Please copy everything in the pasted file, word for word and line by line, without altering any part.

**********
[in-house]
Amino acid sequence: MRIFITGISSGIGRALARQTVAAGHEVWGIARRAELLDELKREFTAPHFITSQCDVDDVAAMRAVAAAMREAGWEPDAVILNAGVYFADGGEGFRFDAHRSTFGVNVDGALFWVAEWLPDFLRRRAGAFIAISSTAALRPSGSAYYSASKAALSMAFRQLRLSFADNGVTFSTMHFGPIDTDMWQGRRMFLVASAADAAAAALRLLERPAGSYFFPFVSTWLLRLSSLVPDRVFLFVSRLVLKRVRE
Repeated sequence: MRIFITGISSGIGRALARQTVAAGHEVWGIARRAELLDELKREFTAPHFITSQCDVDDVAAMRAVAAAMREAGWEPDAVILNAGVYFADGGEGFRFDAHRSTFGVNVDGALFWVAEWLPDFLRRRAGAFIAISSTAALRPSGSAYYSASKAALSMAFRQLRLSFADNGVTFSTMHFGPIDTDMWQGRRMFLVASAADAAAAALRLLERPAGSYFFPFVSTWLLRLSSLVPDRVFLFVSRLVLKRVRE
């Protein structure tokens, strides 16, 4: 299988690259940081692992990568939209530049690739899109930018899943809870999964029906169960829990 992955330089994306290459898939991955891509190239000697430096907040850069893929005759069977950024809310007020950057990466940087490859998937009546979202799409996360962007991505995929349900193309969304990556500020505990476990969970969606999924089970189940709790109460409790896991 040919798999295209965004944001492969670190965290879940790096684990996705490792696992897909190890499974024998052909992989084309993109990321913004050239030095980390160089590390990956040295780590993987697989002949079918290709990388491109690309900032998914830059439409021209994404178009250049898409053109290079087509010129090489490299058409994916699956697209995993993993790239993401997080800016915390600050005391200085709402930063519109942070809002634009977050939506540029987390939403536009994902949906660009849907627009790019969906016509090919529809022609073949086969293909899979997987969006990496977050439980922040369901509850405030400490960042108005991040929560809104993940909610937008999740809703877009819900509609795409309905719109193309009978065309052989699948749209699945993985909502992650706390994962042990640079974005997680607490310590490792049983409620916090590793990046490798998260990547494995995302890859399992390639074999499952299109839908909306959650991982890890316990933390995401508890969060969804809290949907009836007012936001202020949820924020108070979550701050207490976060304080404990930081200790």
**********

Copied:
[in-house]
Amino acid sequence: MRIFITGISSGIGRALARQTVAAGHEVWGIARRAELLDELKREFTAPHFITSQCDVDDVAAMRAVAAAMREAGWEPDAVILNAGVYFADGGEGFRFDAHRSTFGVNVDGALFWVAEWLPDFLRRRAGAFIAISSTAALRPSGSAYYSASKAALSMAFRQLRLSFADNGVTFSTMHFGPIDTDMWQGRRMFLVASAADAAAAALRLLERPAGSYFFPFVSTWLLRLSSLVPDRVFLFVSRLVLKRVRE
Repeated sequence: MRIFITGISSGIGRALARQTVAAGHEVWGIARRAELLDELKREFTAPHFITSQCDVDDVAAMRAVAAAMREAGWEPDAVILNAGVYFADGGEGFRFDAHRSTFGVNVDGALFWVAEWLPDFLRRRAGAFIAISSTAALRPSGSAYYSASKAALSMAFRQLRLSFADNGVTFSTMHFGPIDTDMWQGRRMFLVASAADAAAAALRLLERPAGSYFFPFVSTWLLRLSSLVPDRVFLFVSRLVLKRVRE
């Protein structure tokens, strides 16, 4: 299988690259940081692992990568939209530049690739899109930018899943809870999964029906169960829990 992955330089994306290459898939991955891509190239000697430096907040850069893929005759069977950024809310007020950057990466940087490859998937009546979202799409996360962007991505995929349900193309969304990556500020505990476990969970969606999924089970189940709790109460409790896991 040919798999295209965004944001492969670190965290879940790096684990996705490792696992897909190890499974024998052909992989084309993109990321913004050239030095980390160089590390990956040295780590993987697989002949079918290709990388491109690309900032998914830059439409021209994404178009250049898409053109290079087509010129090489490299058409994916699956697209995993993993790239993401997080800016915390600050005391200085709402930063519109942070809002634009977050939506540029987390939403536009994902949906660009849907627009790019969906016509090919529809022609073949086969293909899979997987969006990496977050439980922040369901509850405030400490960042108005991040929560809104993940909610937008999740809703877009819900509609795409309905719109193309009978065309052989699948749209699945993985909502992650706390994962042990640079974005997680607490310590490792049983409620916090590793990046490798998260990547494995995302890859399992390639074999499952299109839908909306959650991982890890316990933390995401508890969060969804809290949907009836007012936001202020949820924020108070979550701050207490976060304080404990930081200790």